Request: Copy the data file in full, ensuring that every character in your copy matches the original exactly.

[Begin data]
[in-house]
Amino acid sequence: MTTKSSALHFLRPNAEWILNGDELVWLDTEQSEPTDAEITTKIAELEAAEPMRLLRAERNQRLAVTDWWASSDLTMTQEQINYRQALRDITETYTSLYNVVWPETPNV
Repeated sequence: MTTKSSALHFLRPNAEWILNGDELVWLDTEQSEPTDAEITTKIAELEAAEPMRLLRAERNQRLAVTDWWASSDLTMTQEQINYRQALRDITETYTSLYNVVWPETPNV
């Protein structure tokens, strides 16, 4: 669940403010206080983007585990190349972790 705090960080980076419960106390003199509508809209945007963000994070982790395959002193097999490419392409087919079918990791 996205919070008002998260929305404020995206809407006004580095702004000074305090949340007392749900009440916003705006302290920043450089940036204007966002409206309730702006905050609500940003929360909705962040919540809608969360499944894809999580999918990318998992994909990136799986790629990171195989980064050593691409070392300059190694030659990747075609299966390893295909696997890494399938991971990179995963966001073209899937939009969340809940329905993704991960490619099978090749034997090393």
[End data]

[in-house]
Amino acid sequence: MTTKSSALHFLRPNAEWILNGDELVWLDTEQSEPTDAEITTKIAELEAAEPMRLLRAERNQRLAVTDWWASSDLTMTQEQINYRQALRDITETYTSLYNVVWPETPNV
Repeated sequence: MTTKSSALHFLRPNAEWILNGDELVWLDTEQSEPTDAEITTKIAELEAAEPMRLLRAERNQRLAVTDWWASSDLTMTQEQINYRQALRDITETYTSLYNVVWPETPNV
């Protein structure tokens, strides 16, 4: 669940403010206080983007585990190349972790 705090960080980076419960106390003199509508809209945007963000994070982790395959002193097999490419392409087919079918990791 996205919070008002998260929305404020995206809407006004580095702004000074305090949340007392749900009440916003705006302290920043450089940036204007966002409206309730702006905050609500940003929360909705962040919540809608969360499944894809999580999918990318998992994909990136799986790629990171195989980064050593691409070392300059190694030659990747075609299966390893295909696997890494399938991971990179995963966001073209899937939009969340809940329905993704991960490619099978090749034997090393």